BY BOB RODRIGUEZ
New council member Pam Hopkinson, a fourth-generation Byronite who was seated Dec. 11, was appointed mayor of the Town of Byron on a 3-1 vote during a special meeting due to the resignation of Marie McCollam, who was appointed mayor on Dec. 11.
Hopkinson, a 1967 graduate of the former Byron High School, returned to the community in mid-2011 after a 40-year absence.
“This is my hometown,” she stated after the meeting, “and I have a great love for this community. I will do the very best I can as mayor.”
The council chamber in the town hall was packed with more than 40 persons during the off-calendar session on Tuesday night, Jan. 29. There were two agenda items: appointment of a town mayor, which took six minutes, and a review of a forthcoming sewer project, which dominated the gathering with 42 minutes of discussion led by Councilman Alan Bair.
Bair, who previously served two terms as mayor, opened the meeting with a statement that as there is no mayor pro tem “because the past administration didn’t appoint one,” he would “kick off” the meeting. He added that he had conferred with “senior councilman Dennis Cozzens” and that he agreed with his position.
Neither Bair nor Cozzens were interested in serving as mayor. Bair first asked for volunteers, then asked Cozzens if he wanted to be mayor, who replied, “Nope.” Bair responded, “I respect your answer because I don’t want it either.” He then moved to appoint Hopkinson as the new mayor. Councilor Sydney Hessenthaler, who was sworn in with Hopkinson on Dec. 11, seconded the motion.
Prior to the vote, Cozzens said that “during the past few days I’ve been really disappointed the way the council has gone about doing business. I’m not going to blame the council, but I’m disappointed that a small group has been pushing … I want to see us get back on track and do (business) the way it’s supposed to be conducted.” He then cast the lone “no” vote against Hopkinson, who is a cousin. After that he addressed the new mayor saying, “I think you’ll make a real good mayor (eventually), but I don’t think you are ready. But I will back you.”
Hopkinson replied that she appreciated his comments and that she “is banking on the council” to support her in the leadership role. She then took the oath of office administered by Lovell Police Chief Nick Lewis, who serves as the town’s municipal court judge. Afterward, she shook hands with Cozzens, Hessenthaler, clerk/treasurer Donna Booth and Bair. The mayor’s term has two years remaining, as Bret George resigned the post Nov. 13. He cited fatigue due to what he described as having to deal with continual contention. The council now will need to appoint a replacement for Hopkinson’s seat as a councilman.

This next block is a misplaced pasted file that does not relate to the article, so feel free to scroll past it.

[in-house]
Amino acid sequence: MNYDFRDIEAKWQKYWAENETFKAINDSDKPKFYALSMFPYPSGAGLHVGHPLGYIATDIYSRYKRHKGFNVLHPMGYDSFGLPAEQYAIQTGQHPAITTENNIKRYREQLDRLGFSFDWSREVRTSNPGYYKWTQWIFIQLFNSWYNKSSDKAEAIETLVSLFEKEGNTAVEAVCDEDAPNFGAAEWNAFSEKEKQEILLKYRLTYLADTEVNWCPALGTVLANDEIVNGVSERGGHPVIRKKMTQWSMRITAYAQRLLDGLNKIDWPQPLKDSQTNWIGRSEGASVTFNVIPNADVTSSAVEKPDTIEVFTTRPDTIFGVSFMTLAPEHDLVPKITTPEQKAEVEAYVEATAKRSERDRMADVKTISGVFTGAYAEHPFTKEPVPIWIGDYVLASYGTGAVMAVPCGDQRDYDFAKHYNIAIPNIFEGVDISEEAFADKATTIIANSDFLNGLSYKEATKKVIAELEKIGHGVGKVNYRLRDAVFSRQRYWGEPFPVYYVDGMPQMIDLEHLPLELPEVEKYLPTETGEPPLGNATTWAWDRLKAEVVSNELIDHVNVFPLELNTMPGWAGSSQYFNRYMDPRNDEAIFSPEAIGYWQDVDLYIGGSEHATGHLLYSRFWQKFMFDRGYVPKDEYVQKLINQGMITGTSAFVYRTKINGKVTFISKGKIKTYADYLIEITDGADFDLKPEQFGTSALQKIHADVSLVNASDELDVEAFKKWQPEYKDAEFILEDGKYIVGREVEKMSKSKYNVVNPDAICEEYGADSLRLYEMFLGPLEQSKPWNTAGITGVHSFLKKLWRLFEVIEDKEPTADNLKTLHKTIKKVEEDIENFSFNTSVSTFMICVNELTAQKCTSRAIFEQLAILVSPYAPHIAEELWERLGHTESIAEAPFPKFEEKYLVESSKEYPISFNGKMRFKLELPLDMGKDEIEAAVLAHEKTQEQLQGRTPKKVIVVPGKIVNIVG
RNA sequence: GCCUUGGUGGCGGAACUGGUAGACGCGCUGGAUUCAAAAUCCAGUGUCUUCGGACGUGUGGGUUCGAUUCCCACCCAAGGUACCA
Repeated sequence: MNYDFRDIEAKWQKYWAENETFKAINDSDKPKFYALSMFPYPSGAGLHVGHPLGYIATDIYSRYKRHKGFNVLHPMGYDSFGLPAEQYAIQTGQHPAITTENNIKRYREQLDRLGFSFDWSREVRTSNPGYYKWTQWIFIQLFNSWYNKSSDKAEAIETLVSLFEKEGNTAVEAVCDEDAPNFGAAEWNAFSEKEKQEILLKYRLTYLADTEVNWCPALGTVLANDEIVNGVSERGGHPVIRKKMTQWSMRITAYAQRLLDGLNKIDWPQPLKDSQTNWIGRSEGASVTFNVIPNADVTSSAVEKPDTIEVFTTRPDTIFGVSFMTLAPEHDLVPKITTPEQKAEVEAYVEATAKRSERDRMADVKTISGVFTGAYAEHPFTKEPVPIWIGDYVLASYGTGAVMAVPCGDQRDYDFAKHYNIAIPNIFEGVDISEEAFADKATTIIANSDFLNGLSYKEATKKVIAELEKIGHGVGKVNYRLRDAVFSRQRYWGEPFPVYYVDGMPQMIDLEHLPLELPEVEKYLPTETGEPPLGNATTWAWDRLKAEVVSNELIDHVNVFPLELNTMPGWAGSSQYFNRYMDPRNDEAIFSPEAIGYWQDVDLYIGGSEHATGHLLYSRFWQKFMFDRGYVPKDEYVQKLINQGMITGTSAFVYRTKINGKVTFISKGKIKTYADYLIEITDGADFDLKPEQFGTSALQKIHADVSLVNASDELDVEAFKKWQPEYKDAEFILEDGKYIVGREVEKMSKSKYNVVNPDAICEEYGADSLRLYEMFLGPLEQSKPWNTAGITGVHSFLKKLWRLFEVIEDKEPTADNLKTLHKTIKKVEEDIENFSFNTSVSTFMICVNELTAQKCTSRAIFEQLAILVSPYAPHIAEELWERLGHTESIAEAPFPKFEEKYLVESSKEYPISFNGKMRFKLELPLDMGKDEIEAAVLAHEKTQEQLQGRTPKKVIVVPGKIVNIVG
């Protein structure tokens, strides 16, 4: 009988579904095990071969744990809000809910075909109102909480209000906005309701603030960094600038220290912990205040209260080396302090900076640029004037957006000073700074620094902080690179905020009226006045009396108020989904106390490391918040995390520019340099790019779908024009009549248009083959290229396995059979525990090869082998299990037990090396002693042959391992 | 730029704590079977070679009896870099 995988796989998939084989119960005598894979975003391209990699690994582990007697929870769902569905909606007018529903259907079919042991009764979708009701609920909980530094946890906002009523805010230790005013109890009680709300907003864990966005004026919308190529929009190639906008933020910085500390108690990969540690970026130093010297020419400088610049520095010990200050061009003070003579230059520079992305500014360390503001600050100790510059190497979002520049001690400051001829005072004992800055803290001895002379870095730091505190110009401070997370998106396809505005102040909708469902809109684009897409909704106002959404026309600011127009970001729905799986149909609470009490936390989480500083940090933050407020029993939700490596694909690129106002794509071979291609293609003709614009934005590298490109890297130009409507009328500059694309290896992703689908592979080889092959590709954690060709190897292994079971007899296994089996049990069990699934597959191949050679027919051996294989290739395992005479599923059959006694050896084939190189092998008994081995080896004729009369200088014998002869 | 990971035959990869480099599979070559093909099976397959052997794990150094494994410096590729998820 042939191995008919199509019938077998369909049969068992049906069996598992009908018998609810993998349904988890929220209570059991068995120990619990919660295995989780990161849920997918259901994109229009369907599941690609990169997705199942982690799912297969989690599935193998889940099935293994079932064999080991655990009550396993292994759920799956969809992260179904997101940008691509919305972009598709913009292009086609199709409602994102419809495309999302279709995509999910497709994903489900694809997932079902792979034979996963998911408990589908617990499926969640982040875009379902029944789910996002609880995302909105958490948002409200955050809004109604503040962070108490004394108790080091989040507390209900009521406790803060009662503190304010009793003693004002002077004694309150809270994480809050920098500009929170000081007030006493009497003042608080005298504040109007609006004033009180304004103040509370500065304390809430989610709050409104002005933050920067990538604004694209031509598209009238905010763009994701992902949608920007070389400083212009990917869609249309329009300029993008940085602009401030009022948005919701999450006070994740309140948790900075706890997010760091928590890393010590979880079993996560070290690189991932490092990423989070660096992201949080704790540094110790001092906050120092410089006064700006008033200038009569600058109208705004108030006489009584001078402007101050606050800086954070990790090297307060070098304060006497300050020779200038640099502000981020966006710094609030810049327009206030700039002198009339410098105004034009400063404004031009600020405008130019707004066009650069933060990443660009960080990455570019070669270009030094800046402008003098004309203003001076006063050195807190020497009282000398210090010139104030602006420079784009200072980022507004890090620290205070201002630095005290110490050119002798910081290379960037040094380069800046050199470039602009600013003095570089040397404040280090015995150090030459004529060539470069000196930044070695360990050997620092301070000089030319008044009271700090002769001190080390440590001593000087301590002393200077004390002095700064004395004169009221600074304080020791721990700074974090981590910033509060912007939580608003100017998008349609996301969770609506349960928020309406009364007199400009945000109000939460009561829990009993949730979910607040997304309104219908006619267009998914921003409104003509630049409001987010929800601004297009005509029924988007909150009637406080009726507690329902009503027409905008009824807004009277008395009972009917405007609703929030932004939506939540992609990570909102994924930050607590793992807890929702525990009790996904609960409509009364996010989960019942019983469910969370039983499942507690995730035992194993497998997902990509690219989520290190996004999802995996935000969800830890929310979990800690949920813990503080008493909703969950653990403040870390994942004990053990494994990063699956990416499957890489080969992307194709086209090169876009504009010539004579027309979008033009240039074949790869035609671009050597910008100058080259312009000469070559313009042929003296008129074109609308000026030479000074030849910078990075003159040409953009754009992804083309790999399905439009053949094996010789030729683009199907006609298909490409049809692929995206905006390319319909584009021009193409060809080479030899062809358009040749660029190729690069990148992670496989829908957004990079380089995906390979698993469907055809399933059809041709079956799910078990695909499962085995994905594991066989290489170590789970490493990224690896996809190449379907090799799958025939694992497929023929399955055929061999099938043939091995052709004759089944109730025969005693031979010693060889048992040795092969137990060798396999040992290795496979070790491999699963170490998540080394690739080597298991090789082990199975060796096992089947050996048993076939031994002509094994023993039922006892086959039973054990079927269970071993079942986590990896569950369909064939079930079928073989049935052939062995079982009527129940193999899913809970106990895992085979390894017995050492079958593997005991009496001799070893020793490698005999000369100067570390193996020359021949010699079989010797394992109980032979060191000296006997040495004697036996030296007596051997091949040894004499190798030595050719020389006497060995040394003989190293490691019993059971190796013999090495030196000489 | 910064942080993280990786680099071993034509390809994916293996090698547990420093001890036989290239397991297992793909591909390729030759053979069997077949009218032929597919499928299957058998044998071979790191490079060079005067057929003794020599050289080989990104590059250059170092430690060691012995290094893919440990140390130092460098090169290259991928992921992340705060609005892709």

Booth said prior to the meeting that McCollam, who served nine years on the council, submitted her decision on Jan. 23 around noon. Her full letter reads, “As of Jan. 23, I, Marie McCollam, Mayor of the Town of Byron, am submitting my letter of resignation.” Contacted after the Jan. 29 meeting, McCollam stated, “All that needs to be said is that my family and business responsibilities and obligations are my top priorities.”
After the meeting, Hopkinson’s family members including her husband, Glen, daughter Holly Huish and sister Dottie White, surrounded her with hugs. As well, many in the audience converged at the council platform to offer congratulations. Punch and heart-shaped cookies were provided in honor of the new mayor, courtesy of her sister.
Hopkinson also reported that she and Booth would leave Wednesday morning for a three-day training conference in Cheyenne sponsored by the Wyoming Association of Municipalities.
The 42 minutes of sewer talk consisted primarily of Bair’s “14 questions and concerns” about aspects of the project that will involve work in the areas of Riverview Avenue and Pyror and Central streets. He urged taking “a deep look before digging deep” because he feels that perhaps some material is too costly or inappropriate and that maybe some work isn’t needed now. He observed that, “Unlike Washington, D.C., we’ll be responsible for the money we’re spending.”
Bair stated several times that he “doesn’t have all the answers,” but that he feels the questions need to be asked about the project. Four bids were opened on Jan. 21 with O’Dell Construction of Sheridan emerging as the apparent low bidder. The project is bid in three sections so that the council could pick and choose. Phase 1 is bid at $54,102; Phase 2 at $74,545; and Phase 3 at $88,293.
The council’s conclusion is that a meeting will be arranged as soon as possible with the engineering firm to review the project prior to the council’s next regular meeting scheduled for Feb. 12.